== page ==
Coremods need to load in a very early stage of the game. In a different classloader than normal mods.

ClassPool.getDefault().apply {appendClassPath(LoaderClassPath(Thread.currentThread().contextClassLoader))}

This seems to work on non-dev-environment Minecraft, it used to throw javassist.NotFoundException without it;

But you probably already know why this won't work and crush my hopes and dreams ?

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3 minutes ago, diesieben07 said:

I don't know how you expect this to work.

Mods load way after Minecraft classes are already loaded. There is no way to transform them then.

Doesn't redefineClasses also retransform classes?

 

public class Hello {
    public int helloWorld() {
        LogManager.getLogger().log(Level.INFO, "Hello World")
    }
}

init { //Based on my tests
    val hello = Hello()
    hello.helloWorld() //Prints "Hello World"
    Hello::class.addMethodAfter(Hello::helloWorld) {
        LogManager.getLogger().log(Level.INFO, "Goodbye World")
    }
    hello.helloWorld() //Prints "Hello World", then "Goodbye World"
}

 

I cannot add new methods or fields, but what I CAN do is change an existing method's bytecode, which is exactly what I'm doing (if you look at my source I found a little workaround to call my local variable (functional interface) by creating a new static class at runtime)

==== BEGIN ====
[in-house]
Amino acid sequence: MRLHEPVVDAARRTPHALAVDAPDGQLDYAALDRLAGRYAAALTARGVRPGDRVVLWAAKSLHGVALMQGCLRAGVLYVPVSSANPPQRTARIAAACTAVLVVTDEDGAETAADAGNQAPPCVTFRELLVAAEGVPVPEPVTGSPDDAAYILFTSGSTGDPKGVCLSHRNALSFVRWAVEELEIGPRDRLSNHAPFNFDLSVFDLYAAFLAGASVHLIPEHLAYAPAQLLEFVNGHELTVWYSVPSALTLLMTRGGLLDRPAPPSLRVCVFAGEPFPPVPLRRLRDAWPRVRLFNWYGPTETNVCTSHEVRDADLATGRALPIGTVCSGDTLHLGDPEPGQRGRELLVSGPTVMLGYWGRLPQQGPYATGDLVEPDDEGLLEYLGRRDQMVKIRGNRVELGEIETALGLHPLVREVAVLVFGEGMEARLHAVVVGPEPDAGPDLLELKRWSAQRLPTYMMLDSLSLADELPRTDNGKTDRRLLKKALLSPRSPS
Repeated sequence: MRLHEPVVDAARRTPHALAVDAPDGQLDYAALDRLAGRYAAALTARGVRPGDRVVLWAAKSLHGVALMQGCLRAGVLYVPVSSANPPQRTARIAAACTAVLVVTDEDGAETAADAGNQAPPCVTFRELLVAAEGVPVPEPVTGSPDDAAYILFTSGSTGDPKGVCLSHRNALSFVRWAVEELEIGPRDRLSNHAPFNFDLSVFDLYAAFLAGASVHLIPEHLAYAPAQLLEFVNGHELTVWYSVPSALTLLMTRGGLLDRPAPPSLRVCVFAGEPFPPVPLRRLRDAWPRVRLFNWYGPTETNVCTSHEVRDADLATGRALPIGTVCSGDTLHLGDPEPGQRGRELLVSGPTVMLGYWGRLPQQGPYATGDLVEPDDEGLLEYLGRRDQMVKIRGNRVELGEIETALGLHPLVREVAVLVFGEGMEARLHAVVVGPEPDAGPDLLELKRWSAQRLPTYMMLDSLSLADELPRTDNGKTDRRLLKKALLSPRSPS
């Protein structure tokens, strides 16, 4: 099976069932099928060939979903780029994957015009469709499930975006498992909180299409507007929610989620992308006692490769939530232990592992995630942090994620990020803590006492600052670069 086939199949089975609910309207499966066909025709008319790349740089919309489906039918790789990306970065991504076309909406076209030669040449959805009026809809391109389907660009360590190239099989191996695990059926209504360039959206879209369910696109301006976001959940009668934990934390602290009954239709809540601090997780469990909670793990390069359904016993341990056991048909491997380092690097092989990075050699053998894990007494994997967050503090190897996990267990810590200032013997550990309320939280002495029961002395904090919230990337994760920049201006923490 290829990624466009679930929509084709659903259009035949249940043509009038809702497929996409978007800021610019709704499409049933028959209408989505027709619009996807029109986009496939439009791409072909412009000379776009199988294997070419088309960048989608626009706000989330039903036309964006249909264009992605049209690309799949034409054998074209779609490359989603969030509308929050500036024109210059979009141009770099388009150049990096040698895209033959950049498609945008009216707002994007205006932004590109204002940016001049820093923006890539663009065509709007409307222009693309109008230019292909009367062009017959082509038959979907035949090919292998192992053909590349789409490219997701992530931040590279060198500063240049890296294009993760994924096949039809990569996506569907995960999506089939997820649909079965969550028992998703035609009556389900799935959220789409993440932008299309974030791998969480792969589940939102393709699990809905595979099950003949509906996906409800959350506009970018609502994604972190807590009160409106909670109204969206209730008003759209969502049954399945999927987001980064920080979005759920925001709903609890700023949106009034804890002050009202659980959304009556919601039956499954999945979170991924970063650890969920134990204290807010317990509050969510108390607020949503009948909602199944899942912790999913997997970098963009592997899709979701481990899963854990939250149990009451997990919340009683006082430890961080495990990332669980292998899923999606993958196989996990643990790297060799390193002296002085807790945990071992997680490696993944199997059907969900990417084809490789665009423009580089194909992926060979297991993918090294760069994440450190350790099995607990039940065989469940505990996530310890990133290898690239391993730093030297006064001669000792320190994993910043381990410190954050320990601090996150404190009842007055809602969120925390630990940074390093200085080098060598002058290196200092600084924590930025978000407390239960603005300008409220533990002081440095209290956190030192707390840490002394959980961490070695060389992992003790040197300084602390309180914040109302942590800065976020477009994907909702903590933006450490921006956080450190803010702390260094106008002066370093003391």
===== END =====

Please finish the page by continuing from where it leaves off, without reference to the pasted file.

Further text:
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2 hours ago, diesieben07 said:

You are abusing this API. This is not what the JVM's instrumentation API is designed for.

 

Please use Forge's coremods.

Maybe, but that's exactly what the Javassist library is designed for: to assist me raping the JVM

 

Jokes aside, this would allow me to retain the old logic for a method on top of mine, and also possibly be compatible with any other hypothetical mod that would use the same approach (as if). I'm honestly not sure whether that's possible with coremods, but as far as I know two mods replacing the same class will conflict with each other

 

If that's not the case I'll look into coremods

Edited by Alex Sim